The best thing about the Olympics can be viewed through Peter Collins late night on RTE.
Collins has been given presenting duties for the late-night show from the Rio Olympics, and he's having a feckin' great time.
He's been released from behind a desk, and freed from the rigid format of presenting live football, Collins has roamed the studio like a seanachai touring the west of Ireland, wandering from the desk to the sofa and back again, via the big TV screen and that fancy touchpad. He's used this new format to experiment with his words. Here's what his introduction to synchronised diving:
And now, a sport we only watch every four years, yet its precision never ceases to amaze.
Oh, and for the record, Cristiano Ronaldo is a big fan!
Collins on RTE after midnight is a little like when Andy leaves the room in Toy Story. You half-expect Collins to organise the production staff into some kind of civilised society and lead them on whimsical adventures while the live sport is being shown. But in a couple of weeks time, scheduling will return to normal, and all we will see of Collins is back in the Soccer Republic chair.
But this novelty is what is best about the Olympics. Just flick on the TV late at night, and dive into whatever sport happens to be on. Because you only have to think about the sport for whatever length of time it is on, it can be enjoyed purely for what is happening.
Because you only have to think about the sport for whatever length of time it is on, it can be enjoyed purely for what is happening. It's not like football, rugby or GAA, sports which keep on happening over and over again, requiring you to glean a certain depth of knowledge to maintain conversation with your friends.
But with Olympic sports, you just have to flick on and enjoy, freed from the tyranny of having to concentrate to analyse the nuances regarding the tightness of a gymnasts' Yamowakee for future conversations. (That's not rude. We think).
We in the Balls office have been having as good a time watching these obscure sports as Peter Collins has had presenting them, so some of us have decided to pick our favourite.
Mick McCarthy - Canoe Slalom
Mark Farrelly - Synchronised Diving
Have you found the edge of your seat? Because that's where you are right now.’ The funniest part of this piece of commentary from the BBC’s Bob Ballard during Monday’s synchronised diving was that he had hit the nail on the head.
Five minutes earlier I had never watched a second of the sport in my life, now I was a fully-fledged diehard. My housemate and I watched on with a mixture of confusion and suspense. All we had learned was that the less splash as you entered the water the better and being a ‘bicycle length’ apart from your partner was a disaster.
Then the moment of clarity arrived. The Chinese stepped up and unleashed a forward four and a half to die for. You didn’t need an ounce of diving knowledge to realise that what you had just witnessed was perfection. The very last dive saw the British secure bronze in the most dramatic fashion and, just like that, it was gone from our lives again. I for one cannot wait until Tokyo 2020.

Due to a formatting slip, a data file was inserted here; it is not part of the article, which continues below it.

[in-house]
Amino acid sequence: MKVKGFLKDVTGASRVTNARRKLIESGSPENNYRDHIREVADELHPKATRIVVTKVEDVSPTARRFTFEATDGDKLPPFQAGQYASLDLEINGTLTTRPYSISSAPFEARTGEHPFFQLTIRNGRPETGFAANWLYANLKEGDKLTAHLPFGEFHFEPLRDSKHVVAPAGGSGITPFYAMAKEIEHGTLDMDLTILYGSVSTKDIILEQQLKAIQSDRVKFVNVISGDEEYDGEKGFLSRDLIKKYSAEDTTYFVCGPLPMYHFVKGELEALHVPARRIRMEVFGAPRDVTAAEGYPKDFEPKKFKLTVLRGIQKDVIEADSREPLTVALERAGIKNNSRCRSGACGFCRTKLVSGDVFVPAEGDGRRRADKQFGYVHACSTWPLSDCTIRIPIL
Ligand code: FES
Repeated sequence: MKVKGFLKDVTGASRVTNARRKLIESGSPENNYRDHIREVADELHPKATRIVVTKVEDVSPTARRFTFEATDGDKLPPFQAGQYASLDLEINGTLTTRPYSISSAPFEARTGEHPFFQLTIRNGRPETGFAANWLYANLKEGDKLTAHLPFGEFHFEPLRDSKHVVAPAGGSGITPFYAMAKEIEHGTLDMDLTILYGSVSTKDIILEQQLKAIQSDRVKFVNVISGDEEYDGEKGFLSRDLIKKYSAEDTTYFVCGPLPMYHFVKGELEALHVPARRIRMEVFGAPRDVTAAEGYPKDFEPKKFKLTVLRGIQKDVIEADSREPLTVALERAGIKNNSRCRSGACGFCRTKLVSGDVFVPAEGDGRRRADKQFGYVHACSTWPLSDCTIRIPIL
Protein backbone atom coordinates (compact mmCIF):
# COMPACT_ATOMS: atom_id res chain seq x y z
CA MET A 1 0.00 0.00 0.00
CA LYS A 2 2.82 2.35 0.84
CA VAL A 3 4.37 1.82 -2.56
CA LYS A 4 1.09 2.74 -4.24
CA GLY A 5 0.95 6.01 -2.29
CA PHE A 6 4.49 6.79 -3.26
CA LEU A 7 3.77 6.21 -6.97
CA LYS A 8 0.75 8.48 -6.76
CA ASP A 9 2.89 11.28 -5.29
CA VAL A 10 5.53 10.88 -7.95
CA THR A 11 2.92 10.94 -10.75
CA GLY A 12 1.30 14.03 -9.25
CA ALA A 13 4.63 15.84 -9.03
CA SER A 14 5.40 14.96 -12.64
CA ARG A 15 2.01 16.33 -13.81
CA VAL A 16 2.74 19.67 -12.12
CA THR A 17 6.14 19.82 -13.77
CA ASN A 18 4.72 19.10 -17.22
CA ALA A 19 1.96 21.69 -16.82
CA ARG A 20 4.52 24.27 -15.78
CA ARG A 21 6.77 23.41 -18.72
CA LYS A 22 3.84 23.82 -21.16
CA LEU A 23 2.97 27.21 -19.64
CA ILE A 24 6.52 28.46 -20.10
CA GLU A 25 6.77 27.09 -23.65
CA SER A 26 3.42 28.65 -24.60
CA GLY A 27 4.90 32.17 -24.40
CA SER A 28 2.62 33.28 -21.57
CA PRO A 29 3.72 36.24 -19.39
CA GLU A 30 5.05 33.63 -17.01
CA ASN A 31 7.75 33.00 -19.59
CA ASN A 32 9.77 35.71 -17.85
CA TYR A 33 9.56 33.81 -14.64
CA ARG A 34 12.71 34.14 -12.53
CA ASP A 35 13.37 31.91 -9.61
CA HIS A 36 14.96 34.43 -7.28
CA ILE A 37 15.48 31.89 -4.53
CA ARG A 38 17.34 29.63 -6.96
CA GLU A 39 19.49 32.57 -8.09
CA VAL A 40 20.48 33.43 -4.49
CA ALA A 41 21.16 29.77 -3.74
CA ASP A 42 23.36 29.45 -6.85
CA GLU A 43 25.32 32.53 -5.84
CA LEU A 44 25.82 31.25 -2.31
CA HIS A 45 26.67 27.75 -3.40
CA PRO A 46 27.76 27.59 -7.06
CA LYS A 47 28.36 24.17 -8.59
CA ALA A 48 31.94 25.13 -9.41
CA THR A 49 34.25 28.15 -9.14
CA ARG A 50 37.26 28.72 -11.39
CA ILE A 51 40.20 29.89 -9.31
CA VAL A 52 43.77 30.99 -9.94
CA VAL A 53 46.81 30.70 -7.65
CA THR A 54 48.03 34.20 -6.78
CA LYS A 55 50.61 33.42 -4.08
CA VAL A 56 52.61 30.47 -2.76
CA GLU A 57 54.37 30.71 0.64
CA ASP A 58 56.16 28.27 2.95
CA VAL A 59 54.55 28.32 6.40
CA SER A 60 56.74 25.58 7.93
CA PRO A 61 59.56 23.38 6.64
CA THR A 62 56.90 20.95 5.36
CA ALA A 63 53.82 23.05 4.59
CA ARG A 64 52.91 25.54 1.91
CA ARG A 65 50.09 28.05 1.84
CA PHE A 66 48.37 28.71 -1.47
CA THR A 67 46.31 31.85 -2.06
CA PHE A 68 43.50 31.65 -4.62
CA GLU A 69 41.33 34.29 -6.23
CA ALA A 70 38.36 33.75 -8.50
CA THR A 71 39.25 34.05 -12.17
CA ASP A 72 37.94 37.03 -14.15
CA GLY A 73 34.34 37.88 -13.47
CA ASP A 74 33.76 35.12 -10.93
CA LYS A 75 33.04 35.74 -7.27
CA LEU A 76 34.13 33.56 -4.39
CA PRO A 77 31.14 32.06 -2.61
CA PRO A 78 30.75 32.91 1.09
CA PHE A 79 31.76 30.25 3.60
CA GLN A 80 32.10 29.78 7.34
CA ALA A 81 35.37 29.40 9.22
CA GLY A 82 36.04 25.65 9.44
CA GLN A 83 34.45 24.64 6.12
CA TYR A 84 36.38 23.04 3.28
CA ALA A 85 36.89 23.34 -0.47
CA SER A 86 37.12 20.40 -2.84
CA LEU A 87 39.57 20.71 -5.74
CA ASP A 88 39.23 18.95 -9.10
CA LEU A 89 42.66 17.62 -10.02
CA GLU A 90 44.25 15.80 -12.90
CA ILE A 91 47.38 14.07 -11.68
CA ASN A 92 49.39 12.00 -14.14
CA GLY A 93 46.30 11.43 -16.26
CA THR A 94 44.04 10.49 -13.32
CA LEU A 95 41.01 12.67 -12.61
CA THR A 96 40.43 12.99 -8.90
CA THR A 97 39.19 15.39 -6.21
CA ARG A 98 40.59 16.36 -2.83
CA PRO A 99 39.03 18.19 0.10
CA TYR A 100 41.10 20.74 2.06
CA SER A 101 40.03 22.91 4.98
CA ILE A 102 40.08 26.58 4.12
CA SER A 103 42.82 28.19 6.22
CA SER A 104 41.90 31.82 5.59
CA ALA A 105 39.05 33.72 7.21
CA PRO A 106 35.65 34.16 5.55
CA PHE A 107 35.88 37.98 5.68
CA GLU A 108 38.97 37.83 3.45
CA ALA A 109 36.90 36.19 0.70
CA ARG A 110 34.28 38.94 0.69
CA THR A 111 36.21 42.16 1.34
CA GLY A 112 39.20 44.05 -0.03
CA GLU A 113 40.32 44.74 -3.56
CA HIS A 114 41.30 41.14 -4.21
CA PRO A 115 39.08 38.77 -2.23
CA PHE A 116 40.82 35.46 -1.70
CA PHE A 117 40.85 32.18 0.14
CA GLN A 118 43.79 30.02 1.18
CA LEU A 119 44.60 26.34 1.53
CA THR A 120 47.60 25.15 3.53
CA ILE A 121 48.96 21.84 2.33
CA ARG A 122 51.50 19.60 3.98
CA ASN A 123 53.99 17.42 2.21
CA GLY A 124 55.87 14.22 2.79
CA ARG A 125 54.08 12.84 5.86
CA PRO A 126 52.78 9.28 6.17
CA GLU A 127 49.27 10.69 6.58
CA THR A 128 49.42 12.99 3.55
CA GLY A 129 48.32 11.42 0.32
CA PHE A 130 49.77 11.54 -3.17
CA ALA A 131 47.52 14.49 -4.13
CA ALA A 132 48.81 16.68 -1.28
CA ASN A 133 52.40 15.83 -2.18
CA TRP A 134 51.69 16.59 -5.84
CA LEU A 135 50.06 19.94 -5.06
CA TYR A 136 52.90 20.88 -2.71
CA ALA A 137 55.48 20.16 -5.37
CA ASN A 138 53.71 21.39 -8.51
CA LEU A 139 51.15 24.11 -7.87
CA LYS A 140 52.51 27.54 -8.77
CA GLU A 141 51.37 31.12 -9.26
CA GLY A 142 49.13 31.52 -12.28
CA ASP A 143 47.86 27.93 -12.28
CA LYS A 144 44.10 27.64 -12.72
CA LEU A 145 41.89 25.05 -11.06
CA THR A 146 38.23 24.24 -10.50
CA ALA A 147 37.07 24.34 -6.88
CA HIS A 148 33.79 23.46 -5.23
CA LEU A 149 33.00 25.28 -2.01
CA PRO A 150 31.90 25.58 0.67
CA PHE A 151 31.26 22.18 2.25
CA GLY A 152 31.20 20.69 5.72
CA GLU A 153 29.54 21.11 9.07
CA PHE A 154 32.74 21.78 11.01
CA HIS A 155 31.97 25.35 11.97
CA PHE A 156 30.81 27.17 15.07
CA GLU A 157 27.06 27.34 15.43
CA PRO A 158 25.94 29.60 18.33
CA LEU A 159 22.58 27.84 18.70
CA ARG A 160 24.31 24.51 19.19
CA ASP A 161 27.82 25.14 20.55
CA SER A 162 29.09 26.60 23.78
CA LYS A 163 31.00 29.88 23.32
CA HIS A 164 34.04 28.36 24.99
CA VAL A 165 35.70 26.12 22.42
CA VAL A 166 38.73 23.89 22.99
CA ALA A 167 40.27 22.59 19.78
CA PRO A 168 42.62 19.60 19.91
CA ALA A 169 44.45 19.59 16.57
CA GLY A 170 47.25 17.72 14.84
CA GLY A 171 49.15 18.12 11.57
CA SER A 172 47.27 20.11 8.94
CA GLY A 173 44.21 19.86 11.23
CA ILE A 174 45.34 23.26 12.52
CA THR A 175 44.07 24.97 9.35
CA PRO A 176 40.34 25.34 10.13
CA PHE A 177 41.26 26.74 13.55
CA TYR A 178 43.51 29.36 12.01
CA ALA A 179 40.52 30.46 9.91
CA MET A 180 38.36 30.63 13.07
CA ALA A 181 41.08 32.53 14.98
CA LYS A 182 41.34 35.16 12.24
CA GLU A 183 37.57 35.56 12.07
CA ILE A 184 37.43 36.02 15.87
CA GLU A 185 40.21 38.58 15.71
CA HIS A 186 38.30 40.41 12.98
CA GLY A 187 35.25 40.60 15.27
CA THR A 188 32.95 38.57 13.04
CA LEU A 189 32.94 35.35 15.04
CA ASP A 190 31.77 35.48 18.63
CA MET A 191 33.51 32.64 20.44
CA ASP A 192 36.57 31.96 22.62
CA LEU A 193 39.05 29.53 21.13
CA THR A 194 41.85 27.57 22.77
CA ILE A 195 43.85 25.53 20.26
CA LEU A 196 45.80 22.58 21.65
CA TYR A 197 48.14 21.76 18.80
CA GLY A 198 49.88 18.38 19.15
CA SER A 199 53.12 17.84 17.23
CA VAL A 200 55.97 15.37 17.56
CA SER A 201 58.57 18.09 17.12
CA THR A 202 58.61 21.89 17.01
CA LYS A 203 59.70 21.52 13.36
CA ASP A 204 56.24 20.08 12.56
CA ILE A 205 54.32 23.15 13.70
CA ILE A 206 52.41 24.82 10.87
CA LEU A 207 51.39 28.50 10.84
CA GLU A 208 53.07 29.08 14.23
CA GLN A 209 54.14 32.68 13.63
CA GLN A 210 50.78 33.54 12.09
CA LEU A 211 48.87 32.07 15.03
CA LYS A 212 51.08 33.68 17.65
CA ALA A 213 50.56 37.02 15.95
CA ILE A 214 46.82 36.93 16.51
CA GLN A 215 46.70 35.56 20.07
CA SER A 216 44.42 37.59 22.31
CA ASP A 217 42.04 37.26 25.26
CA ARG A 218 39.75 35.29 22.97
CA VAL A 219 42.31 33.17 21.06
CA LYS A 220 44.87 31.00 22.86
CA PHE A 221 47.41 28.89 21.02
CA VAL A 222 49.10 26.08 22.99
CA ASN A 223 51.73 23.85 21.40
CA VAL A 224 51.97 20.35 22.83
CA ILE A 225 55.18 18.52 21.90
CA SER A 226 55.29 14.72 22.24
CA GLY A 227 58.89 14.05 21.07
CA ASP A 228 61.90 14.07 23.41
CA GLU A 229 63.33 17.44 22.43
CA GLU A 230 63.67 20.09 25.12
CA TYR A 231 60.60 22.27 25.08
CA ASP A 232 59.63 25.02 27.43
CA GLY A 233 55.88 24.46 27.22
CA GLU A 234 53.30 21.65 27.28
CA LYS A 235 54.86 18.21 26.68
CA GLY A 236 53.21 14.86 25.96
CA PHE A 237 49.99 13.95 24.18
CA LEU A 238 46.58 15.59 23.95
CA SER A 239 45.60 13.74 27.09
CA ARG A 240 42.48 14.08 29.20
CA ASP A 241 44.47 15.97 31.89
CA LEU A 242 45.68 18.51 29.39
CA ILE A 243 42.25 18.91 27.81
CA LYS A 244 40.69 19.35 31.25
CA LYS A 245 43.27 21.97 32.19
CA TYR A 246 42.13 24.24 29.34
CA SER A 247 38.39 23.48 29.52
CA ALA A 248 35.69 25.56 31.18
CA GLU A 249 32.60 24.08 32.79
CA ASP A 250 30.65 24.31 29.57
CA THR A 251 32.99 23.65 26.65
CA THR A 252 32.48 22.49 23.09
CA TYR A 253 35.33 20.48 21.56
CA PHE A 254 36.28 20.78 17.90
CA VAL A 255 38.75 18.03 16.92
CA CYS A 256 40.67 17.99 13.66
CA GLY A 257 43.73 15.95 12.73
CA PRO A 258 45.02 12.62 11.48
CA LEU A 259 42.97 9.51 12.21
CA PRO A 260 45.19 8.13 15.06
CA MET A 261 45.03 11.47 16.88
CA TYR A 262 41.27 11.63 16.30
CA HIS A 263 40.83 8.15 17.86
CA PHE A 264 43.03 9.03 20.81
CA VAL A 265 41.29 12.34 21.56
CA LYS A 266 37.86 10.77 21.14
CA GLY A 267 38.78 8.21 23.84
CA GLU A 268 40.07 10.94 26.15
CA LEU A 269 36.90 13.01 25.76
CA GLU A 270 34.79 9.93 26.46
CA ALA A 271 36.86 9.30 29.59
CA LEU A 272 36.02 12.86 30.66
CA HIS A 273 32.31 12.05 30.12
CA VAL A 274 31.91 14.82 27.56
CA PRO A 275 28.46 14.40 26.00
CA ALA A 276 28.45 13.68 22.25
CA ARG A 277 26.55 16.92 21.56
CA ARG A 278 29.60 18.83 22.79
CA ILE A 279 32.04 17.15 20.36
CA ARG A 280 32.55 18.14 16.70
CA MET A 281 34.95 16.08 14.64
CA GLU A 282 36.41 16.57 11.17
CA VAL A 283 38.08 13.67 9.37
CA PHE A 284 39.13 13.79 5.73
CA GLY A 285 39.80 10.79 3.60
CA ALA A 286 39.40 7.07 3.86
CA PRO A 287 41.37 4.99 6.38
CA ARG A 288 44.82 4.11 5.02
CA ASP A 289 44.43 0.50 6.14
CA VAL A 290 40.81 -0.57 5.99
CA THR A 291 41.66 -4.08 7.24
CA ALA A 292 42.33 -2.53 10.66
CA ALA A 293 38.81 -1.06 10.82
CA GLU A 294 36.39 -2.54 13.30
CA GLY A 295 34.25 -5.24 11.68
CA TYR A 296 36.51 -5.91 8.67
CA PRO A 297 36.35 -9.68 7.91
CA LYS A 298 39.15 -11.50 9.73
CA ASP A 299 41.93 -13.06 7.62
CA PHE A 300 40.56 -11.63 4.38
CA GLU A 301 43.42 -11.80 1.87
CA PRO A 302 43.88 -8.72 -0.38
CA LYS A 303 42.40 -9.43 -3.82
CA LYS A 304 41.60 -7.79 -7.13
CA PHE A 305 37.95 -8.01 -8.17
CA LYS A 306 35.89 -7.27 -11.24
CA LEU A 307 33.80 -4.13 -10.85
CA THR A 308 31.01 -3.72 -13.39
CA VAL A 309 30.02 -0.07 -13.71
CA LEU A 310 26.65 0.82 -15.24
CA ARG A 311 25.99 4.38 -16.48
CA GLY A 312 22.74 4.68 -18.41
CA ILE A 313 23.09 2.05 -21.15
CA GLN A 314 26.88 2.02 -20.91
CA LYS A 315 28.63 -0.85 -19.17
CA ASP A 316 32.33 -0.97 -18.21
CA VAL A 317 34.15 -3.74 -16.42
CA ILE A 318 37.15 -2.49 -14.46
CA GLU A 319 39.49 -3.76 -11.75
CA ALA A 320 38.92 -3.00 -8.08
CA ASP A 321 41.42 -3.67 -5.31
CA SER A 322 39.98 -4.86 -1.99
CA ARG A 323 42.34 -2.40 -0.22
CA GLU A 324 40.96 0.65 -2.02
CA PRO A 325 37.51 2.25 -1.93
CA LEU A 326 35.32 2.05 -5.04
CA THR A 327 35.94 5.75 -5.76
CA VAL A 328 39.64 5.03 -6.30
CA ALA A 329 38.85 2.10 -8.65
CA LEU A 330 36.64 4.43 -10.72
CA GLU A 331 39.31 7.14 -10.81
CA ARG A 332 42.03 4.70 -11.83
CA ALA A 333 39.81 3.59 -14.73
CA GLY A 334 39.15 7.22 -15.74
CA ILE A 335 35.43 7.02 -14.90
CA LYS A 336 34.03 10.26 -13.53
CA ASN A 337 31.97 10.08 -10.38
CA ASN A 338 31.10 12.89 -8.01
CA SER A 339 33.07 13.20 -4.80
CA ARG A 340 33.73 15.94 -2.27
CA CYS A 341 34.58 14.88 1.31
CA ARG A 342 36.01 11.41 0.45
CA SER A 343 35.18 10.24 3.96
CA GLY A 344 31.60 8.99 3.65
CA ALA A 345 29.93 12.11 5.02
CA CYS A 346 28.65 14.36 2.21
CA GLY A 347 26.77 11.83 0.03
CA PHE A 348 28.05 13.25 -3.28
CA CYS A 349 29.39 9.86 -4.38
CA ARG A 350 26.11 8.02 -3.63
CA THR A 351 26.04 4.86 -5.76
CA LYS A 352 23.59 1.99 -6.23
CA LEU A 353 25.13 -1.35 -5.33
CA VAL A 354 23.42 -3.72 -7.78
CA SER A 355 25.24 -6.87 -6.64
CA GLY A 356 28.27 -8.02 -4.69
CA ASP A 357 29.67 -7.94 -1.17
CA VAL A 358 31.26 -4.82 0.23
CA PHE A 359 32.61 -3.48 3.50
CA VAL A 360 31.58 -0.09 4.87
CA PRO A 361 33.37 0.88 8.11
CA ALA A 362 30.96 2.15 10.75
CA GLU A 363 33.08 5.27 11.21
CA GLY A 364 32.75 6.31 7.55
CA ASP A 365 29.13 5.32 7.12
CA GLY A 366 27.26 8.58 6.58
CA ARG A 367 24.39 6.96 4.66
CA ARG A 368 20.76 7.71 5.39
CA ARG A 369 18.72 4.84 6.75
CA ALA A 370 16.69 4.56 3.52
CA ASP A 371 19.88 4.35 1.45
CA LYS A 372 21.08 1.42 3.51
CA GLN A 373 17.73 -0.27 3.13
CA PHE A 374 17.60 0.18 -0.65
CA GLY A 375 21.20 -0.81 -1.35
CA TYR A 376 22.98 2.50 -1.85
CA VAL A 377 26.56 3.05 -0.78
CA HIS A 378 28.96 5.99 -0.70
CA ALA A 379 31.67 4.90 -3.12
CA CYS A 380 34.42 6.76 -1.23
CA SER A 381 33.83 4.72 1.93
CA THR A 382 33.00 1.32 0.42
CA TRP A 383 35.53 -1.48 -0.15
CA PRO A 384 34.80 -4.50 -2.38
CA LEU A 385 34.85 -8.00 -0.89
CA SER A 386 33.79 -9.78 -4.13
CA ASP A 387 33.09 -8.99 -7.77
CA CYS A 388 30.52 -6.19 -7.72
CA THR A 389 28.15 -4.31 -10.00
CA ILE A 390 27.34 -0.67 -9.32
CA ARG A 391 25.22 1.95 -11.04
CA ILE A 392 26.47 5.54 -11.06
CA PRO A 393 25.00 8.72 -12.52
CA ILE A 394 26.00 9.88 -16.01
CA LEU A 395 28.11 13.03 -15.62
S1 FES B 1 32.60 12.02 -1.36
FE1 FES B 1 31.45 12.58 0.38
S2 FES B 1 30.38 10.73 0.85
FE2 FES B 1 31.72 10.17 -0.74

Mikey Traynor - Table Tennis
Easily the best sport to watch at the Olympics is Table Tennis.
Gavin Cooney - Weightlifting
So, it turns out that weightlifting may be the greatest spectator sport on the planet. On a basic level, it is simply one extremely big man or woman lifting an extremely big thing before dropping it to allow another extremely big man or woman lift it. But it is so, so, so much more than that.
Without wishing to go too overboard, weightlifting probes to the very depths of the human condition.
Having ramped himself or herself up from behind the curtain the lifter (I don't know if that's the right word) emerges from backstage to confront the bar (I also don't know if that's the right word).
Yet the lifter confronts more than simply the bar. He/She is confronting the very limits of his strength. This is not just physical, but mentally also. How brave are you going to be?
The lifter squats down to grasp the bar. (Anyone who has been forced to undergo a torturous Health and Safety day at work will immediately pray he is lifting with his knees rather than hs back). He/She then pulls the bar beneath his chin as he rises; holding it there for a couple of seconds. But while he/she holds it beneath his chin - with veins popping out of his/her skin like rivets bursting out of a cartoonishly overflowing water tower and muscles now adamantine - he/she knows that they're only halfway through.
He/She must then hoist the bar above his head, sliding his legs apart to minimise the effort upon his arms, before slowly bringing his/her legs together to complete the routine. All the time the lifter's body quivers as if it is about to spontaneously combust, that the body would naturally reject this ludicrous undertaking.
Weightlifting tells us about ourselves, also. It is grimly compelling, as every second seems to be the natural prelude to some sickening injury. With every lift, we expect the lifter's knee to buckle and twist in the most hideous way imaginable, yet we keep on watching: it is the Olympic sport closest to the ancient games of the Colosseum.
It is a grotesque, yet satisfying spectacle.
Sorry, I got a bit carried away. But it's good, you should give it a go.
What are your favourites? Let us know.